After Pierce's number was retired Sunday in Boston, the 10-time All-Star wondered if, in an era of players switching teams in free agency, it might be a while before Boston's next number retirement. Pierce later told ESPN that he believes Garnett is a slam dunk to join him.
"Without a doubt, KG's number will be [the next one] retired in Boston," said Pierce. "It's going to happen."
Celtics president of basketball operations Danny Ainge said that the team has had informal discussions about retiring Garnett's number but said that a final decision would come from ownership.
Pierce, who played his first 15 seasons in Boston, signed a one-day contract with the Celtics this summer in order to retire as a member of the team. Celtics co-owner Wyc Grousbeck later called Pierce to tell him the team planned to retire his No. 34 this season.
Pierce was the 22nd number retired by the Celtics. Some argue that Garnett, who played six seasons in Boston after being acquired from the Minnesota Timberwolves, didn't have a long enough tenure to have his jersey retired.
"It was six years of potential championship-caliber teams and All-Star play from KG," said Ainge. "I think that it was a pretty significant impact he had in those six years."
Garnett is credited with changing the culture in Boston. The arrival of Garnett and Ray Allen helped the Celtics vault from a 24-win team at the bottom of the East in 2006-07 to a 66-win squad that brought home Boston's 17th title a year later.
It's telling that the team has yet to put Garnett's No. 5 jersey back into circulation since his departure in 2013. Gordon Hayward took Ray Allen's No. 20 jersey when he signed as a free agent this past summer.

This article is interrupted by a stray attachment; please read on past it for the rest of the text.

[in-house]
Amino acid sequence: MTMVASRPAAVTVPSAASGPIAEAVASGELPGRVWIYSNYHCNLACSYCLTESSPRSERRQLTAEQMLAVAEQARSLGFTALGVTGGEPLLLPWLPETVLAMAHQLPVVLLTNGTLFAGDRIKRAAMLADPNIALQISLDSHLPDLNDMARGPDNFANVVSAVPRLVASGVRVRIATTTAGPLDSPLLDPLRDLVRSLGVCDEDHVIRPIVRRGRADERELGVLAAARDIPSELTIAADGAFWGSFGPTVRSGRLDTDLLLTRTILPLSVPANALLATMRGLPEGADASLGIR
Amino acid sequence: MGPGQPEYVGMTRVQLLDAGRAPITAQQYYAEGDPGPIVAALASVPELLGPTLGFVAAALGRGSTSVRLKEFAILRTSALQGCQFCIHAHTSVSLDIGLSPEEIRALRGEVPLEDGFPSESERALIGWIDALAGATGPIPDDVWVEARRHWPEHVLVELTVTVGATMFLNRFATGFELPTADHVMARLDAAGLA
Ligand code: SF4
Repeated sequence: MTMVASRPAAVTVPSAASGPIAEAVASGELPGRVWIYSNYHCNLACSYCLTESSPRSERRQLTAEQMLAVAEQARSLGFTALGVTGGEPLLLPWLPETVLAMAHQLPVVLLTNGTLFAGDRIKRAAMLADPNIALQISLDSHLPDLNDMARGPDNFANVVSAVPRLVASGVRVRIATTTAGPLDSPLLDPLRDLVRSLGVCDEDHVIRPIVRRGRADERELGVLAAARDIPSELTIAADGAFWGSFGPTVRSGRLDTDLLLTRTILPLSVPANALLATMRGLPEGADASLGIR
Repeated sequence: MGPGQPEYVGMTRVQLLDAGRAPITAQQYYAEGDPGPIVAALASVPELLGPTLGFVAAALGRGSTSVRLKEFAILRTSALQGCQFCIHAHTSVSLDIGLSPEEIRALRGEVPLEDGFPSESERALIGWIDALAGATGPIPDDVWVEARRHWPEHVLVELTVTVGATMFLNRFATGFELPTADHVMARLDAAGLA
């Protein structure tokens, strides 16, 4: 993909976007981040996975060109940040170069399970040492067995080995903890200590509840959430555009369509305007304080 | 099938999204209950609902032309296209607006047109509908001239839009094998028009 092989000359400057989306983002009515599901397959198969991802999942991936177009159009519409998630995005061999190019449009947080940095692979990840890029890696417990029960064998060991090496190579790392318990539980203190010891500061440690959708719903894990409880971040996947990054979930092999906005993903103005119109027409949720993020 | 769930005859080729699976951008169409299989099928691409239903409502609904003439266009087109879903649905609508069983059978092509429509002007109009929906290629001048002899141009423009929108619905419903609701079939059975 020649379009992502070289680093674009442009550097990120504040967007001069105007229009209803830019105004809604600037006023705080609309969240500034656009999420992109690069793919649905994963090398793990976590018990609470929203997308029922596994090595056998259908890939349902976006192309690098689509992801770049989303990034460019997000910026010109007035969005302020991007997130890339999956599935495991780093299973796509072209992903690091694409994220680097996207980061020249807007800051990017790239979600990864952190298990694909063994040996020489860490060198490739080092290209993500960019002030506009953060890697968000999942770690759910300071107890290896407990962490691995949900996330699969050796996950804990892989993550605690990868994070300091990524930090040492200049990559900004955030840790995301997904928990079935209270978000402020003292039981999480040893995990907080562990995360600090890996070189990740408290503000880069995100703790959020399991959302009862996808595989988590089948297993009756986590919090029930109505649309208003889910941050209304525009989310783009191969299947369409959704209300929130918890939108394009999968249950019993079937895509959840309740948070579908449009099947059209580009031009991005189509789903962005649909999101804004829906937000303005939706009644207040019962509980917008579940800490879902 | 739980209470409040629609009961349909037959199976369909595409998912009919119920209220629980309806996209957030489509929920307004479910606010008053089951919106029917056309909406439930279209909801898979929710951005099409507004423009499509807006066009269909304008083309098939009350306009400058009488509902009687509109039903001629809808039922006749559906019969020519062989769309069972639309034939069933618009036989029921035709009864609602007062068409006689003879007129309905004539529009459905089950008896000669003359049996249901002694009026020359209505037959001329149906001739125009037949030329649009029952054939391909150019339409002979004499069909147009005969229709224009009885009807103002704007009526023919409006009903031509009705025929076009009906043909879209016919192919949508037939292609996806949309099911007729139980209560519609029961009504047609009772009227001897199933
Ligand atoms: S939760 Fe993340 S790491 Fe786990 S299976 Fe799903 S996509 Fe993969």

There is one opening on an eight-square banner that Pierce's number joined Sunday. Brian Scalabrine, a reserve on the 2008 title team and now a TV analyst for the Celtics, said he thinks that it's only fitting that Garnett and Pierce share a banner together in the rafters.
"They go together. Those two guys are linked. That's how it is," said Scalabrine. "Even the fact that there's one more spot on that banner, that spot is No. 5. He's the guy. They hang out [together in Los Angeles], they also hang out right next to each on the banner. There's no argument out there that he does not belong on that banner. No one out there can make that argument."
Scalabrine also noted how Boston was able to accelerate through its most recent rebuilding process with the collection of picks and assets the Celtics got in return for trading Pierce and Garnett to the Brooklyn Nets. Keeping Pierce and Garnett together on the banner would also reflect their impact on the team even after their departure.
Current Celtics big man Al Horford believes Garnett has earned a spot on the banner.
"He deserves to be up there," said Horford. "Huge impact. In my eyes, from the outside looking in, he made everything happen. He was the type of glue guy, he was a leader, he was the guy that changed everything. It takes a lot of pieces. I know he's never going to want to take the credit but I feel like his number should be up there. There's no question about it."
The hardest part for the Celtics might simply be getting Garnett to endure an entire ceremony in his honor. But Pierce thinks Garnett would be open to the idea, especially given his affinity for the organization and the championship he won here.
"[Garnett would] rather have his jersey retired in Boston than in Minnesota," said Pierce. "He'll eventually have his number retired with the Timberwolves, too, but he'll have to wait until management sells the team."
ESPN's Jackie MacMullan contributed to this story.